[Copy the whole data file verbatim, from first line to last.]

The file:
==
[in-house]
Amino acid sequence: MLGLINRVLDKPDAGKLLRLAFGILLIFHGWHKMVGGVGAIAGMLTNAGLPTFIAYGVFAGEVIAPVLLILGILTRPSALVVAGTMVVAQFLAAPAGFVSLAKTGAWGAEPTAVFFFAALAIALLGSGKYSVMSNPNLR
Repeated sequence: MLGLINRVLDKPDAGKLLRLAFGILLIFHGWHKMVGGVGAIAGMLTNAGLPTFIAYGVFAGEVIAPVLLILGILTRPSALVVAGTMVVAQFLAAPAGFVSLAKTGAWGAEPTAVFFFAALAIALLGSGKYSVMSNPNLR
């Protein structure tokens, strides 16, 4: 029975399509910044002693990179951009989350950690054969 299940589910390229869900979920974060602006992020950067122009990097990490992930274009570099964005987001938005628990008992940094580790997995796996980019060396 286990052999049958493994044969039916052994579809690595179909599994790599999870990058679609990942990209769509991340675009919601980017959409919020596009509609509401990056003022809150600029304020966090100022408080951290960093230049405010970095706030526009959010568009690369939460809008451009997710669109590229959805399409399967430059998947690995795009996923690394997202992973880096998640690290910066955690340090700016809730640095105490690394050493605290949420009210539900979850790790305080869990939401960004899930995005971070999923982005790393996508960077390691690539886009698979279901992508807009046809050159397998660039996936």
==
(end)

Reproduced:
[in-house]
Amino acid sequence: MLGLINRVLDKPDAGKLLRLAFGILLIFHGWHKMVGGVGAIAGMLTNAGLPTFIAYGVFAGEVIAPVLLILGILTRPSALVVAGTMVVAQFLAAPAGFVSLAKTGAWGAEPTAVFFFAALAIALLGSGKYSVMSNPNLR
Repeated sequence: MLGLINRVLDKPDAGKLLRLAFGILLIFHGWHKMVGGVGAIAGMLTNAGLPTFIAYGVFAGEVIAPVLLILGILTRPSALVVAGTMVVAQFLAAPAGFVSLAKTGAWGAEPTAVFFFAALAIALLGSGKYSVMSNPNLR
């Protein structure tokens, strides 16, 4: 029975399509910044002693990179951009989350950690054969 299940589910390229869900979920974060602006992020950067122009990097990490992930274009570099964005987001938005628990008992940094580790997995796996980019060396 286990052999049958493994044969039916052994579809690595179909599994790599999870990058679609990942990209769509991340675009919601980017959409919020596009509609509401990056003022809150600029304020966090100022408080951290960093230049405010970095706030526009959010568009690369939460809008451009997710669109590229959805399409399967430059998947690995795009996923690394997202992973880096998640690290910066955690340090700016809730640095105490690394050493605290949420009210539900979850790790305080869990939401960004899930995005971070999923982005790393996508960077390691690539886009698979279901992508807009046809050159397998660039996936």